I agree with Marg. I would definately speak to the coach but I wouldn't necessarily close the door with the boys. I don't think you can entirely fault the boy if he hasn't been taught that it is wrong. Boys that age tend to repeat things that they have heard without truly understanding what they are saying. Kids are young and forgiving along with being mean, lol. What is a big deal one day may not be a week from now, yet you have severed any chance of reconciliation if you state you don't want them paired up. However, if the boy continues then yes not pairing them up is best.

    Best of luck talking to the coach. Here's hoping that difficult child relizes now how hurtful the word can be.
  14. Big Bad Kitty

    Big Bad Kitty lolcat

    One word of caution.

    If this other boy has overheard your son using the word, get ready for a cry of "reverse racism". As in why is it OK for him to say it but not me.

    I also agree with Marg, that the doors should be left open for reconciliation. I further agree with what MWM said. It is just a word. If you do not give it any attention, you take its power away. No need to blow a gasket, but teach a lesson for sure.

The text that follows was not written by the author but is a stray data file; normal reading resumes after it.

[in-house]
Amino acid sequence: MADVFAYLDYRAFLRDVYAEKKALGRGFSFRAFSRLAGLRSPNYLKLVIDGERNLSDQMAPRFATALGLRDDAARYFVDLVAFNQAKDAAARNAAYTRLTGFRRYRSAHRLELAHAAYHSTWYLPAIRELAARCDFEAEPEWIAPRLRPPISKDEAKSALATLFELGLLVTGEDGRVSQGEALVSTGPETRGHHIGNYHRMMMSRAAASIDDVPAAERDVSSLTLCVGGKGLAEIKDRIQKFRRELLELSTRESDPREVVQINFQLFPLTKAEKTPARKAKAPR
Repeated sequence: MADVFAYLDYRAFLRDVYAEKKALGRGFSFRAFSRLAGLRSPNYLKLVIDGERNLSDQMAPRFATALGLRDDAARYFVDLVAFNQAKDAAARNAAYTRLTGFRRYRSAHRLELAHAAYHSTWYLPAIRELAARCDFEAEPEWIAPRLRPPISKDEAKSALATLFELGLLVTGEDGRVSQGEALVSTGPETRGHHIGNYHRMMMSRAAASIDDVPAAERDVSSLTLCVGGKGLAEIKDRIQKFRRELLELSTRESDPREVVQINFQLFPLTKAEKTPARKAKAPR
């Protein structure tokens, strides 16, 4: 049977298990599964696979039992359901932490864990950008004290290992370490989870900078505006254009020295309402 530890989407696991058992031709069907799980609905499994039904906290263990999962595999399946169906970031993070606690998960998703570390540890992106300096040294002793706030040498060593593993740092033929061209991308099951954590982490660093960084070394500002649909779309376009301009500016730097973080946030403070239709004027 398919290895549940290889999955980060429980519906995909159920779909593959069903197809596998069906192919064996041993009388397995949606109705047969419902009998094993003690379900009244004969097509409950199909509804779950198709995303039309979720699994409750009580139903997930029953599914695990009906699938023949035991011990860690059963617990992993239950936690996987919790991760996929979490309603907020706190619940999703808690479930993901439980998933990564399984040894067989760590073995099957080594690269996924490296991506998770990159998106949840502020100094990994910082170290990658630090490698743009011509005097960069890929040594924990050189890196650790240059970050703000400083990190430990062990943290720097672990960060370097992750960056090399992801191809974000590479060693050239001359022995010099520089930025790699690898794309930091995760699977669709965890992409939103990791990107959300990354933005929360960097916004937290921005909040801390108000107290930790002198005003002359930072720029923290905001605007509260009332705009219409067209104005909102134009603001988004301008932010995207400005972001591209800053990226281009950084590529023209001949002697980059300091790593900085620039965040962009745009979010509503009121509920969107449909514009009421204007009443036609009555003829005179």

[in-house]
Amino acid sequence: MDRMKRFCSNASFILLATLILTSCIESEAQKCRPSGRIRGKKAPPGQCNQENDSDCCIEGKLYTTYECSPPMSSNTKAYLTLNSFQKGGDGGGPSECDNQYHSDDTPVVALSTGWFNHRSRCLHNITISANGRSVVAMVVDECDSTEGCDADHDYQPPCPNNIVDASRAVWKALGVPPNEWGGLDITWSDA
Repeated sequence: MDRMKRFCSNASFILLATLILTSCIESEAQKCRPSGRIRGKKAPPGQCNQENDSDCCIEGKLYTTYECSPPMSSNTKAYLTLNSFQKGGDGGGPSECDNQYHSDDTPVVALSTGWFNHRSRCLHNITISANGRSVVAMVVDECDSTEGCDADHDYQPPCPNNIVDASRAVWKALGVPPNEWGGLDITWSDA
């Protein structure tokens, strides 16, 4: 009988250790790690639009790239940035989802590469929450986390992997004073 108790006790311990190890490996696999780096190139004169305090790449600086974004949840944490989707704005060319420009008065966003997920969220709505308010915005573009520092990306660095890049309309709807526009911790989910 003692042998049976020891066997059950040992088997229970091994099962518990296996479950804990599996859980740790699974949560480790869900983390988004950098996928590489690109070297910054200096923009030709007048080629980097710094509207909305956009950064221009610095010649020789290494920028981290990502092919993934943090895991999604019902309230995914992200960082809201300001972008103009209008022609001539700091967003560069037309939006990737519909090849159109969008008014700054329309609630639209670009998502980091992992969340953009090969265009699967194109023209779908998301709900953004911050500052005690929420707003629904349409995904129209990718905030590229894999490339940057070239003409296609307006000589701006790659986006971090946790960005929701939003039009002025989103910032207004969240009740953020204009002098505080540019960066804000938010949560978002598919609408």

15. susiestar

    susiestar Roll With It

    When I was a child I thought my parents were joking when they said some people don't like others because of skin color.

    I wish I was still so naive.

    The "N word" is one that should not be used. Schools generally have a no tolerance policy, and the coach should certainly be told.

    If you DON'T tell the coach you son will get the message you will not stand up for him. It is time the school got a bit more active on the "no bullying" and no racism front.

    I am so sorry your son was hurt this way.


  16. Wiped Out

    Wiped Out Well-Known Member Staff Member

    Thanks everyone! We will be talking to the coach. I'm not sure we will talk to the dad. From what I've seen of him at practice I don't think he would handle it well. He always looks upset when his child is paired with difficult child.

    I'm fairly certain difficult child has never used this language at wrestling because difficult child gets very upset when others swear at wrestling-go figure with the language he uses so often but thankfully not at wrestling.

    I'll let you know how it goes!